Metabolic Syndrome

High dietary calcium intake and a lack of dairy consumption are associated with metabolic syndrome in obese males: the Korean National Health and Nutrition Examination Survey 2010 to 2012.

This observational study in obese, Korean men indicates that a high intake of dairy products may reduce the risk of metabolic syndrome. Conversely, a high intake of calcium, without dairy, may increase the risk.

Higher levels of serum lycopene are associated with reduced mortality in individuals with metabolic syndrome.

Lycopene is a carotenoid antioxidant found in high amounts in tomatoes and watermelon. This observational study shows that high levels of lycopene in blood are associated with a reduced risk of death in people with metabolic syndrome.


Strong association of relatively low and extremely excessive iodine intakes with thyroid cancer in an iodine-replete area.

This observational study suggests that both low and excessive intakes of iodine may increase the risk of thyroid cancer.

Appetite and Eating

Attention with a mindful attitude attenuates subjective appetitive reactions and food intake following food-cue exposure.

This study suggests that mindful attention to the hedonic properties of food may reduce calorie intake by affecting appetite.

l-rhamnose as a source of colonic propionate inhibits insulin secretion but does not influence measures of appetite or food intake.

L-rhamnose and inulin are simple carbohydrates that are resistant to digestion. They reach the colon intact, where they are fermented by bacteria.

This small, randomized trial found that neither L-rhamnose nor inulin had any effects on appetite following meals. However, they may improve blood sugar control.

Bone Health

Effect of Hesperidin with and without a Calcium (Calcilock®) Supplement on Bone Health in Postmenopausal Women.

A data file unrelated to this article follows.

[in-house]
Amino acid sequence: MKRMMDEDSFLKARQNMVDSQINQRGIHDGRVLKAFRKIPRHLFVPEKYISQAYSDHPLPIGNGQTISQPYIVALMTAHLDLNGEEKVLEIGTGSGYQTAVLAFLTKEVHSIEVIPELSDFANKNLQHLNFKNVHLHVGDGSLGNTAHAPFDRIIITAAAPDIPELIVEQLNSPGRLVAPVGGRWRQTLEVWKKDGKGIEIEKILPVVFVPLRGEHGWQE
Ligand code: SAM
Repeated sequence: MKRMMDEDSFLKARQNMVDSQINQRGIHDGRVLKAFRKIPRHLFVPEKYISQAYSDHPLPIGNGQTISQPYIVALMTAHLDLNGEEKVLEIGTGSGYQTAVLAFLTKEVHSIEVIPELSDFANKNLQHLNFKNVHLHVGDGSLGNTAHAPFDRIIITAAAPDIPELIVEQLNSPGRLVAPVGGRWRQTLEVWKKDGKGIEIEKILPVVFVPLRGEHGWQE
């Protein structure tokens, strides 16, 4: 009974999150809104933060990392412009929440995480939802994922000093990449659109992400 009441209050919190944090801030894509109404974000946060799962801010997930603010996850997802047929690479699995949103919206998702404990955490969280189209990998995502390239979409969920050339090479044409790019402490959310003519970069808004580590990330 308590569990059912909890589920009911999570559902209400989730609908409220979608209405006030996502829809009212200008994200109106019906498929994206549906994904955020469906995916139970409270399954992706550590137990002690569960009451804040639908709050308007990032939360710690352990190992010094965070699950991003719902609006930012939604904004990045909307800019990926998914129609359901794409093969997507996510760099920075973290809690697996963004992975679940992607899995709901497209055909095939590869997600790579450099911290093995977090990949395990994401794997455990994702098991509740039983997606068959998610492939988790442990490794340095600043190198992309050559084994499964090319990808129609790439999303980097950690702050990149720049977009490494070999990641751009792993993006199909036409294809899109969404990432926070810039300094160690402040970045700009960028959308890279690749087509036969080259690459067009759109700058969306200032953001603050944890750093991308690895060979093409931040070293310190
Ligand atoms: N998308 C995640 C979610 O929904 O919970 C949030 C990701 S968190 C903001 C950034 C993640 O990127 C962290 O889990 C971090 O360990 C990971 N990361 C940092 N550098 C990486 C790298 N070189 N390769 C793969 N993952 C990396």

Hesperidin is one of the most abundant antioxidant flavonoids found in citrus fruits. Previous studies suggest that it may prevent bone loss in female rats who have had their ovaries removed.

This small, randomized, crossover trial in postmenopausal women showed that supplementing with 500 grams of hesperidin may reduce bone loss when calcium supplements are taken as well. On its own, hesperidin had no effects.

Allergies and Immune Health

Maternal diet during pregnancy and lactation and cow’s milk allergy in offspring.

This observational study suggests that high milk consumption during pregnancy may reduce the child’s risk of becoming allergic to milk.

Dietary plant stanol ester consumption improves immune function in asthma patients: results of a randomized, double-blind clinical trial.

Plant sterols are a type of fat, resembling cholesterol, that are found in high amounts in vegetable oils. Stanols are a saturated type of plant sterols.

This randomized, controlled trial showed that supplementing with plant stanols, 4 grams every day for 4 weeks, improved immune function in asthma patients.

Men’s Health

Dietary flavonoid intake and incidence of erectile dysfunction.

Erectile dysfunction is a problem characterized by an inability to initiate or maintain an erection. This observational study suggests that a diet rich in flavonoid antioxidants, from plant foods, may reduce the risk of erectile dysfunction.

Written by Aline Pilani

Hey. I’m Aline Pilani. I am a certified personal trainer and nutritionist and have spent the last 10 years of my life helping people losing weight, increase their health and confidence, and I truly want to do the same for you.